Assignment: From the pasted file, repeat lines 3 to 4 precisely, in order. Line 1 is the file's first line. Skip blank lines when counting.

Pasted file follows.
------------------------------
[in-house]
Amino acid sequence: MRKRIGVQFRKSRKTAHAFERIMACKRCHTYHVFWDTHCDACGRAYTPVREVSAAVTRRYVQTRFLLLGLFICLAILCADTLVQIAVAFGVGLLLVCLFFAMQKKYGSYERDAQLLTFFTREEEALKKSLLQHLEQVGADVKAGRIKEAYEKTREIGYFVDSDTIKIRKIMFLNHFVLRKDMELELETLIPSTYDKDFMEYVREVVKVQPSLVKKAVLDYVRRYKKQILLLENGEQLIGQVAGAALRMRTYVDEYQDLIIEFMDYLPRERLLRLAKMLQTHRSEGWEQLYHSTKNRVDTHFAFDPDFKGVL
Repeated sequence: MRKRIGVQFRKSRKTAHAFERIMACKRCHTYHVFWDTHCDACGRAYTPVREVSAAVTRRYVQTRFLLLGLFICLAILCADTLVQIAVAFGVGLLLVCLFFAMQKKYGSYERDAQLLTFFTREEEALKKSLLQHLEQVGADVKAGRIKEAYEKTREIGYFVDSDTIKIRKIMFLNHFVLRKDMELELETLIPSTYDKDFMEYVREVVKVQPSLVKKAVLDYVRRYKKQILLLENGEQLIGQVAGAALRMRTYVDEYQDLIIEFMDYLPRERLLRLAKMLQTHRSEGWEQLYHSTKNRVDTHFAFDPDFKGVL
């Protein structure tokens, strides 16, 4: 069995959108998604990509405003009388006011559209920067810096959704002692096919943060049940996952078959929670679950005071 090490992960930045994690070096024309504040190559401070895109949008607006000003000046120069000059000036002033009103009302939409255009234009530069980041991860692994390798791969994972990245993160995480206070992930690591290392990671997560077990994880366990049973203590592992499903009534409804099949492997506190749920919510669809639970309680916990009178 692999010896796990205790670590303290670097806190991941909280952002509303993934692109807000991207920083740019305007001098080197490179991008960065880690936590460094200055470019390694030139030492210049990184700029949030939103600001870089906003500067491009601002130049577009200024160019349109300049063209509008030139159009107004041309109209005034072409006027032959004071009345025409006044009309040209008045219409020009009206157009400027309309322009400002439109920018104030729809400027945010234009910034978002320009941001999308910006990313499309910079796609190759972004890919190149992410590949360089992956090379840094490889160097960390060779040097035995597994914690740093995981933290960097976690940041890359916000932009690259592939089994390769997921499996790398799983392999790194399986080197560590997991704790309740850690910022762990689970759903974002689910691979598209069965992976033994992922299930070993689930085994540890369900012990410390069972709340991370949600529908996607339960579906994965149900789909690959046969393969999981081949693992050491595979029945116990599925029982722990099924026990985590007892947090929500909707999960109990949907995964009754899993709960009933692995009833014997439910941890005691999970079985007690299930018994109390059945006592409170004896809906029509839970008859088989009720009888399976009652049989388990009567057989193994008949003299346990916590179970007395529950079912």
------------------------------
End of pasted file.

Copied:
Repeated sequence: MRKRIGVQFRKSRKTAHAFERIMACKRCHTYHVFWDTHCDACGRAYTPVREVSAAVTRRYVQTRFLLLGLFICLAILCADTLVQIAVAFGVGLLLVCLFFAMQKKYGSYERDAQLLTFFTREEEALKKSLLQHLEQVGADVKAGRIKEAYEKTREIGYFVDSDTIKIRKIMFLNHFVLRKDMELELETLIPSTYDKDFMEYVREVVKVQPSLVKKAVLDYVRRYKKQILLLENGEQLIGQVAGAALRMRTYVDEYQDLIIEFMDYLPRERLLRLAKMLQTHRSEGWEQLYHSTKNRVDTHFAFDPDFKGVL
């Protein structure tokens, strides 16, 4: 069995959108998604990509405003009388006011559209920067810096959704002692096919943060049940996952078959929670679950005071 090490992960930045994690070096024309504040190559401070895109949008607006000003000046120069000059000036002033009103009302939409255009234009530069980041991860692994390798791969994972990245993160995480206070992930690591290392990671997560077990994880366990049973203590592992499903009534409804099949492997506190749920919510669809639970309680916990009178 692999010896796990205790670590303290670097806190991941909280952002509303993934692109807000991207920083740019305007001098080197490179991008960065880690936590460094200055470019390694030139030492210049990184700029949030939103600001870089906003500067491009601002130049577009200024160019349109300049063209509008030139159009107004041309109209005034072409006027032959004071009345025409006044009309040209008045219409020009009206157009400027309309322009400002439109920018104030729809400027945010234009910034978002320009941001999308910006990313499309910079796609190759972004890919190149992410590949360089992956090379840094490889160097960390060779040097035995597994914690740093995981933290960097976690940041890359916000932009690259592939089994390769997921499996790398799983392999790194399986080197560590997991704790309740850690910022762990689970759903974002689910691979598209069965992976033994992922299930070993689930085994540890369900012990410390069972709340991370949600529908996607339960579906994965149900789909690959046969393969999981081949693992050491595979029945116990599925029982722990099924026990985590007892947090929500909707999960109990949907995964009754899993709960009933692995009833014997439910941890005691999970079985007690299930018994109390059945006592409170004896809906029509839970008859088989009720009888399976009652049989388990009567057989193994008949003299346990916590179970007395529950079912």